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How Scooby-Doo became a movie star

How Scooby-Doo became a movie star. The filmmakers behind the new ”Scooby-Doo” movie reveal their struggle to create a real cartoon dog — with computers

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Scooby-Doo
Scooby Doo: Warner Bros.

Forget the classic question ”Scooby-Doo, where are you?” For the team behind the new Scooby movie (in theaters June 14), the key query was ”Scooby-Doo, WHAT are you?” Engaging in the kind of debate that’s usually the province of bored kids and stoners, they had to decide whether the character is really a dog, or just happens to look like one.

The cartoonish yet realistic CG Scooby in the final movie was the product of a compromise between the project’s producers, who wanted a more doggy Scooby, and effects team, who wanted to keep the essence of the original Hanna-Barbera animation. ”There were some who were more adamant about total realism than others,” says visual effects supervisor Peter Crosman. ”It was a question about what the average Scooby fan would expect to see.”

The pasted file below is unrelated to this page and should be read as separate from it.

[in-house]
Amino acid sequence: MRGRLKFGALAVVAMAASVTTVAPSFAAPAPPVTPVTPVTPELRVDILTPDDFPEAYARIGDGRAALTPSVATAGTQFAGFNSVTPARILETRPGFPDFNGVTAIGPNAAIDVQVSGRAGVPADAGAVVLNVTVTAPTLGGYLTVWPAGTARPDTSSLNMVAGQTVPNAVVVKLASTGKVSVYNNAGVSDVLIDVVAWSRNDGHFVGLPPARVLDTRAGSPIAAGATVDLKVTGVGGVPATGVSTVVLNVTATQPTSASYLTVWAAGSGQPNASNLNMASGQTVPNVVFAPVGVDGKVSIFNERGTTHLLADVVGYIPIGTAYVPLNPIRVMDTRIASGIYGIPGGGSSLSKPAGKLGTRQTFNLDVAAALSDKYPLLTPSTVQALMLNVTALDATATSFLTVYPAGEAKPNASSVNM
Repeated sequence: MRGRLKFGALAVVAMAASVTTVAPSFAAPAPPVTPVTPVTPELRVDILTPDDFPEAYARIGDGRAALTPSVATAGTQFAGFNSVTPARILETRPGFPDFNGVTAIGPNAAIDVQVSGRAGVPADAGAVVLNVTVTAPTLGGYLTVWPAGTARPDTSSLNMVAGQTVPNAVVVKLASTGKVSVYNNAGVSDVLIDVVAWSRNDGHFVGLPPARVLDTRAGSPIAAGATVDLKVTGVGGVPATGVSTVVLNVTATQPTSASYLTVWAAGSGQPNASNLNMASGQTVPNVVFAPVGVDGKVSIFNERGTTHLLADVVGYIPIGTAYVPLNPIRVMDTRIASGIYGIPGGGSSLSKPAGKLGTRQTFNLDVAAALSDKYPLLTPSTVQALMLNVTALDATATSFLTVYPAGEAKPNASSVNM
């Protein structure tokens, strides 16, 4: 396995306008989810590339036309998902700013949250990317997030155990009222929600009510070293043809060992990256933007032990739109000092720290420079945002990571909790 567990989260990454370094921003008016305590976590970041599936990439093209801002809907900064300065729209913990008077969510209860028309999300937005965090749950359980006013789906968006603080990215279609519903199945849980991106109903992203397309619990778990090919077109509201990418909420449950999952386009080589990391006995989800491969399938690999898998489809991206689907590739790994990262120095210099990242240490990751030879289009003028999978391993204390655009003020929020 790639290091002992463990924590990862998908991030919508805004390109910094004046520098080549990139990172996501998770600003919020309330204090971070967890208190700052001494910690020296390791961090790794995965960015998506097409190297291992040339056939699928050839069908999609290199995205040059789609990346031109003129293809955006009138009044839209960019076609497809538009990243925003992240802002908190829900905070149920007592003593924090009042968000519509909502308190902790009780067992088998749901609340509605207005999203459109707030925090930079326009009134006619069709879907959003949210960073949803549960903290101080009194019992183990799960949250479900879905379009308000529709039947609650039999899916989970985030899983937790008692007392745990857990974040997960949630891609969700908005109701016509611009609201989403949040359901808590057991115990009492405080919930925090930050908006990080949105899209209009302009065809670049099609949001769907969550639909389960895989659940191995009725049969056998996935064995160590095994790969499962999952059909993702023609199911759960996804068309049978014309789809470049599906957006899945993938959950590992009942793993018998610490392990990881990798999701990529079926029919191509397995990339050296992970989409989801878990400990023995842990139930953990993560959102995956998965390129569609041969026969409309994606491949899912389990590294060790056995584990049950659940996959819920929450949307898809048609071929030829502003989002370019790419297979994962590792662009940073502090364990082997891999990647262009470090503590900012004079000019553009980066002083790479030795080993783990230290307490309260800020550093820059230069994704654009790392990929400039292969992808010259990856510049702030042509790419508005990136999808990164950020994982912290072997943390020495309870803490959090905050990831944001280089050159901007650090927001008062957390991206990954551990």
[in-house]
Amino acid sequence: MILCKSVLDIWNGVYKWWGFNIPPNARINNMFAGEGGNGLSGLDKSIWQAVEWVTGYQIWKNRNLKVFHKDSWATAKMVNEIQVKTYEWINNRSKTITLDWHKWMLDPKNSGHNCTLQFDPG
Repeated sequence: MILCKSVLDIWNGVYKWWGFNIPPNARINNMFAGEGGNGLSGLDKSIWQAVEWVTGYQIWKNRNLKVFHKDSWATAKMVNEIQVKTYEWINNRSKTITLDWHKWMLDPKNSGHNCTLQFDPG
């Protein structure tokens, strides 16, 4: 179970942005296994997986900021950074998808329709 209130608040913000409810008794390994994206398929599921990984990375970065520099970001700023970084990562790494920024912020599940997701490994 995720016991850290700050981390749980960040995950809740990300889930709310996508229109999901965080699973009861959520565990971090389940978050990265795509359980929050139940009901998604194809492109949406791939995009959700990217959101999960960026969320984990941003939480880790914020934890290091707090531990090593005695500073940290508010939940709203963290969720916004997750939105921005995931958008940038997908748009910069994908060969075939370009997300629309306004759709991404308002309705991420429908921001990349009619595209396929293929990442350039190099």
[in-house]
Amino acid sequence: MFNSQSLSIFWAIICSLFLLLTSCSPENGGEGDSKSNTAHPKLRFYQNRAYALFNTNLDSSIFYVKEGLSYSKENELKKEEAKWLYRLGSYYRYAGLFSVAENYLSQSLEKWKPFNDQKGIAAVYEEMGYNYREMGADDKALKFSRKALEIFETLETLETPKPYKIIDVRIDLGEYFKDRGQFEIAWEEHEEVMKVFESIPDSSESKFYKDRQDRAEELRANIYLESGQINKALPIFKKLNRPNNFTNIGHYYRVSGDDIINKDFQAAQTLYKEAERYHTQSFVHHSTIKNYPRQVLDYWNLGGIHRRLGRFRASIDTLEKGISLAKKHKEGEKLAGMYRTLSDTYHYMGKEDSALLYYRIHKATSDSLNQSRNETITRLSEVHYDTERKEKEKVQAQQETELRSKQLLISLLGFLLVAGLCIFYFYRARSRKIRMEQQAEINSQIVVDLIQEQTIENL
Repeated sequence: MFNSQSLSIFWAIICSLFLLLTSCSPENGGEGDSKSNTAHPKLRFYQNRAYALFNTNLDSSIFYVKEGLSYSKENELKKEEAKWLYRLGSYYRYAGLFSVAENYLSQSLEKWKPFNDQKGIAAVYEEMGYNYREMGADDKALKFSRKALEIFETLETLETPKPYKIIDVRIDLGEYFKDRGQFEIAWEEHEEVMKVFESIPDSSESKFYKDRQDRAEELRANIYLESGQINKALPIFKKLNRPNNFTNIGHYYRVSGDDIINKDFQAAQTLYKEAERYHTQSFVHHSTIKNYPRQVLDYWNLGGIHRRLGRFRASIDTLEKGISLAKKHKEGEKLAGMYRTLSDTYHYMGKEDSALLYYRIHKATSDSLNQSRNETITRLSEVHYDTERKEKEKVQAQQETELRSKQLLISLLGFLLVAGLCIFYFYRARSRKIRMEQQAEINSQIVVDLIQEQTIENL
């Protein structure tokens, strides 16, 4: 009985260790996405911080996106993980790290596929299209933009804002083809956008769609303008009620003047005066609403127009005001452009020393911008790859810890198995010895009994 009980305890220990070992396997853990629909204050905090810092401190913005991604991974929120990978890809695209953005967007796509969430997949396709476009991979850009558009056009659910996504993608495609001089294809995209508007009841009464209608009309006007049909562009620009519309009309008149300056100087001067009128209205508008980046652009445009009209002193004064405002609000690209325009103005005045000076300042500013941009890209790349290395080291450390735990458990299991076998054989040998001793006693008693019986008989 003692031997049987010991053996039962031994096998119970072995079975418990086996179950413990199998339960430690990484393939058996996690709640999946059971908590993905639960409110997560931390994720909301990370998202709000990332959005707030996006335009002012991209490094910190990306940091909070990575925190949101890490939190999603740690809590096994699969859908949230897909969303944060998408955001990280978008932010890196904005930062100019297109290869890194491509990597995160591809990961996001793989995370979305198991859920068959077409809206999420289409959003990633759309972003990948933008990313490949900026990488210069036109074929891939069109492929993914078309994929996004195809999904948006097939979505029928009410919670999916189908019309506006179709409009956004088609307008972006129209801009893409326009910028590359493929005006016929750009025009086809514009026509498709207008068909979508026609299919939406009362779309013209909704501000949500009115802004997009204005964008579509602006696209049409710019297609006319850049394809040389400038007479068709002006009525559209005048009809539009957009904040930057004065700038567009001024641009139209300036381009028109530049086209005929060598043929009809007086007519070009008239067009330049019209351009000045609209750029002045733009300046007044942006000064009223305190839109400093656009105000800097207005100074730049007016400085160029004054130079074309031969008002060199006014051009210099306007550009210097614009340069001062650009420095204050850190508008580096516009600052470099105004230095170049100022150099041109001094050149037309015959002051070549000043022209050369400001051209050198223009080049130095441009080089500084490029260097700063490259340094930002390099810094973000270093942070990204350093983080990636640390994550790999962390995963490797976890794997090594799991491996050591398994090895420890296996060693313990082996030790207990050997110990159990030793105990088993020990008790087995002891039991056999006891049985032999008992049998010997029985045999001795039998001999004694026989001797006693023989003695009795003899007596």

The producers feared that using a faithful cartoon version of Scooby in a live-action movie would reproduce the jarring look of the 2000 flop ”The Adventures of Rocky & Bullwinkle,” in which the title characters resembled animation cels incongruously placed among real actors. The effects team, however, felt confident that they could avoid the ”Rocky & Bullwinkle” look — which they saw as a deliberate (if, perhaps, misguided) choice on the part of that movie’s creators. Says Crosman: ”We’re actually animators at heart, so we felt that if you impose utter realism on the character, you lose some opportunities of expression.”

When director Raja Gosnell (”Big Momma’s House”) started production on the movie in November 2000, the conflict was still unresolved. (A finished Scooby, who was slated to appear in some 310 different shots, was a year away.) So stars Freddie Prinze Jr., Sarah Michelle Gellar, and Matthew Lillard viewed various crude stand-ins — some simply drawn on paper — inserted into their scenes to give them a vague idea of the final product.